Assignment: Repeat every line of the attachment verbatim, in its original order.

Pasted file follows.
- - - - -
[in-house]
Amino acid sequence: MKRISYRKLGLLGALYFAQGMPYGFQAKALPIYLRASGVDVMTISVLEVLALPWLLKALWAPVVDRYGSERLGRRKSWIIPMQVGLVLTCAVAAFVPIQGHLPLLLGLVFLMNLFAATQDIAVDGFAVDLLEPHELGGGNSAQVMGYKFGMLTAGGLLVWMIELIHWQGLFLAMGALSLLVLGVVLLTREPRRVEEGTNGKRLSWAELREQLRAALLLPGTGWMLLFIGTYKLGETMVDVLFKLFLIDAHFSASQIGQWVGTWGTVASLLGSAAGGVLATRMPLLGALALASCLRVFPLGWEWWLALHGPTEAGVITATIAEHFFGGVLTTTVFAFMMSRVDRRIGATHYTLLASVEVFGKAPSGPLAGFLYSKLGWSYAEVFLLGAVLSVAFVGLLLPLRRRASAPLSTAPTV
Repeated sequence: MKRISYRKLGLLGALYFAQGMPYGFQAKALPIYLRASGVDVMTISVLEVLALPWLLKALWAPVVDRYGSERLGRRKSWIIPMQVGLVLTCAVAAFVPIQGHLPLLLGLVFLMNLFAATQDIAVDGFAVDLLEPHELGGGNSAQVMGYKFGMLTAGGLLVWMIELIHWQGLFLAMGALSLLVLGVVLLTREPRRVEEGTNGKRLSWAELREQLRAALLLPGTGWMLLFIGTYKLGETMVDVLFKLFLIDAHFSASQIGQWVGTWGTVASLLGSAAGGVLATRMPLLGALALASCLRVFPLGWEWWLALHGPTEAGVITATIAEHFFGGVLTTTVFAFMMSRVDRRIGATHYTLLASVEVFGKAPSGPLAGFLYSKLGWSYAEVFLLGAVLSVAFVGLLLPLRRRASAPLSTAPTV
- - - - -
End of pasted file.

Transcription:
[in-house]
Amino acid sequence: MKRISYRKLGLLGALYFAQGMPYGFQAKALPIYLRASGVDVMTISVLEVLALPWLLKALWAPVVDRYGSERLGRRKSWIIPMQVGLVLTCAVAAFVPIQGHLPLLLGLVFLMNLFAATQDIAVDGFAVDLLEPHELGGGNSAQVMGYKFGMLTAGGLLVWMIELIHWQGLFLAMGALSLLVLGVVLLTREPRRVEEGTNGKRLSWAELREQLRAALLLPGTGWMLLFIGTYKLGETMVDVLFKLFLIDAHFSASQIGQWVGTWGTVASLLGSAAGGVLATRMPLLGALALASCLRVFPLGWEWWLALHGPTEAGVITATIAEHFFGGVLTTTVFAFMMSRVDRRIGATHYTLLASVEVFGKAPSGPLAGFLYSKLGWSYAEVFLLGAVLSVAFVGLLLPLRRRASAPLSTAPTV
Repeated sequence: MKRISYRKLGLLGALYFAQGMPYGFQAKALPIYLRASGVDVMTISVLEVLALPWLLKALWAPVVDRYGSERLGRRKSWIIPMQVGLVLTCAVAAFVPIQGHLPLLLGLVFLMNLFAATQDIAVDGFAVDLLEPHELGGGNSAQVMGYKFGMLTAGGLLVWMIELIHWQGLFLAMGALSLLVLGVVLLTREPRRVEEGTNGKRLSWAELREQLRAALLLPGTGWMLLFIGTYKLGETMVDVLFKLFLIDAHFSASQIGQWVGTWGTVASLLGSAAGGVLATRMPLLGALALASCLRVFPLGWEWWLALHGPTEAGVITATIAEHFFGGVLTTTVFAFMMSRVDRRIGATHYTLLASVEVFGKAPSGPLAGFLYSKLGWSYAEVFLLGAVLSVAFVGLLLPLRRRASAPLSTAPTV